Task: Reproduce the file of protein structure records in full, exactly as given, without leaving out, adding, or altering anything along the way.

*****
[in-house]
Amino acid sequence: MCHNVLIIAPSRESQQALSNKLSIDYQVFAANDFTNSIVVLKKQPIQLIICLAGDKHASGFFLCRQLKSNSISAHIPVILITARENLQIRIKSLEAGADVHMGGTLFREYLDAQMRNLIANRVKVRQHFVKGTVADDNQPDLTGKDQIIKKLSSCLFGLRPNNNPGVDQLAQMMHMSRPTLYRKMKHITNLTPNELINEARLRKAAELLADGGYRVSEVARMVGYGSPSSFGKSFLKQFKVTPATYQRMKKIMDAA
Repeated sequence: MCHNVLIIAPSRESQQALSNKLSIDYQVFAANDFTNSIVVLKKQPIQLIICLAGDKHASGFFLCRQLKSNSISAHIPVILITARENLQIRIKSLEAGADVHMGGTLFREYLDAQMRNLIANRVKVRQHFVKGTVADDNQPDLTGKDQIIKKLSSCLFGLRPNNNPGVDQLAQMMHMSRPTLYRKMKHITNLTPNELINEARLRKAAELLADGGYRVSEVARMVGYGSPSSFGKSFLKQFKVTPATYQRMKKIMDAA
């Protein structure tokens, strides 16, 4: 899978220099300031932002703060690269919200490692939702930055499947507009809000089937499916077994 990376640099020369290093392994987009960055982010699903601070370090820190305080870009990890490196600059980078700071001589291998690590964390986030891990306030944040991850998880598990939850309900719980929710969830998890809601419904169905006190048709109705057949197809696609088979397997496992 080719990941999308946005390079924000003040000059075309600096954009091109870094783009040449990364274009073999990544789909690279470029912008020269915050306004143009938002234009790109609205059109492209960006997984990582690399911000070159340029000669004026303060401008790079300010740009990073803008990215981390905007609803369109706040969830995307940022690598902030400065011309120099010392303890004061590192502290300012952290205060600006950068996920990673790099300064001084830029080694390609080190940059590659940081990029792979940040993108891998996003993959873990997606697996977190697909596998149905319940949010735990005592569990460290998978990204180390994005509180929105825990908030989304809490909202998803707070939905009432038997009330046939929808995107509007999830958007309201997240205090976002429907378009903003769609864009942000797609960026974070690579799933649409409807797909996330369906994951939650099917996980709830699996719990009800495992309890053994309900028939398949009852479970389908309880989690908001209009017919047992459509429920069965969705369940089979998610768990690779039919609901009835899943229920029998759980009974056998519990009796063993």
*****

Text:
[in-house]
Amino acid sequence: MCHNVLIIAPSRESQQALSNKLSIDYQVFAANDFTNSIVVLKKQPIQLIICLAGDKHASGFFLCRQLKSNSISAHIPVILITARENLQIRIKSLEAGADVHMGGTLFREYLDAQMRNLIANRVKVRQHFVKGTVADDNQPDLTGKDQIIKKLSSCLFGLRPNNNPGVDQLAQMMHMSRPTLYRKMKHITNLTPNELINEARLRKAAELLADGGYRVSEVARMVGYGSPSSFGKSFLKQFKVTPATYQRMKKIMDAA
Repeated sequence: MCHNVLIIAPSRESQQALSNKLSIDYQVFAANDFTNSIVVLKKQPIQLIICLAGDKHASGFFLCRQLKSNSISAHIPVILITARENLQIRIKSLEAGADVHMGGTLFREYLDAQMRNLIANRVKVRQHFVKGTVADDNQPDLTGKDQIIKKLSSCLFGLRPNNNPGVDQLAQMMHMSRPTLYRKMKHITNLTPNELINEARLRKAAELLADGGYRVSEVARMVGYGSPSSFGKSFLKQFKVTPATYQRMKKIMDAA
């Protein structure tokens, strides 16, 4: 899978220099300031932002703060690269919200490692939702930055499947507009809000089937499916077994 990376640099020369290093392994987009960055982010699903601070370090820190305080870009990890490196600059980078700071001589291998690590964390986030891990306030944040991850998880598990939850309900719980929710969830998890809601419904169905006190048709109705057949197809696609088979397997496992 080719990941999308946005390079924000003040000059075309600096954009091109870094783009040449990364274009073999990544789909690279470029912008020269915050306004143009938002234009790109609205059109492209960006997984990582690399911000070159340029000669004026303060401008790079300010740009990073803008990215981390905007609803369109706040969830995307940022690598902030400065011309120099010392303890004061590192502290300012952290205060600006950068996920990673790099300064001084830029080694390609080190940059590659940081990029792979940040993108891998996003993959873990997606697996977190697909596998149905319940949010735990005592569990460290998978990204180390994005509180929105825990908030989304809490909202998803707070939905009432038997009330046939929808995107509007999830958007309201997240205090976002429907378009903003769609864009942000797609960026974070690579799933649409409807797909996330369906994951939650099917996980709830699996719990009800495992309890053994309900028939398949009852479970389908309880989690908001209009017919047992459509429920069965969705369940089979998610768990690779039919609901009835899943229920029998759980009974056998519990009796063993």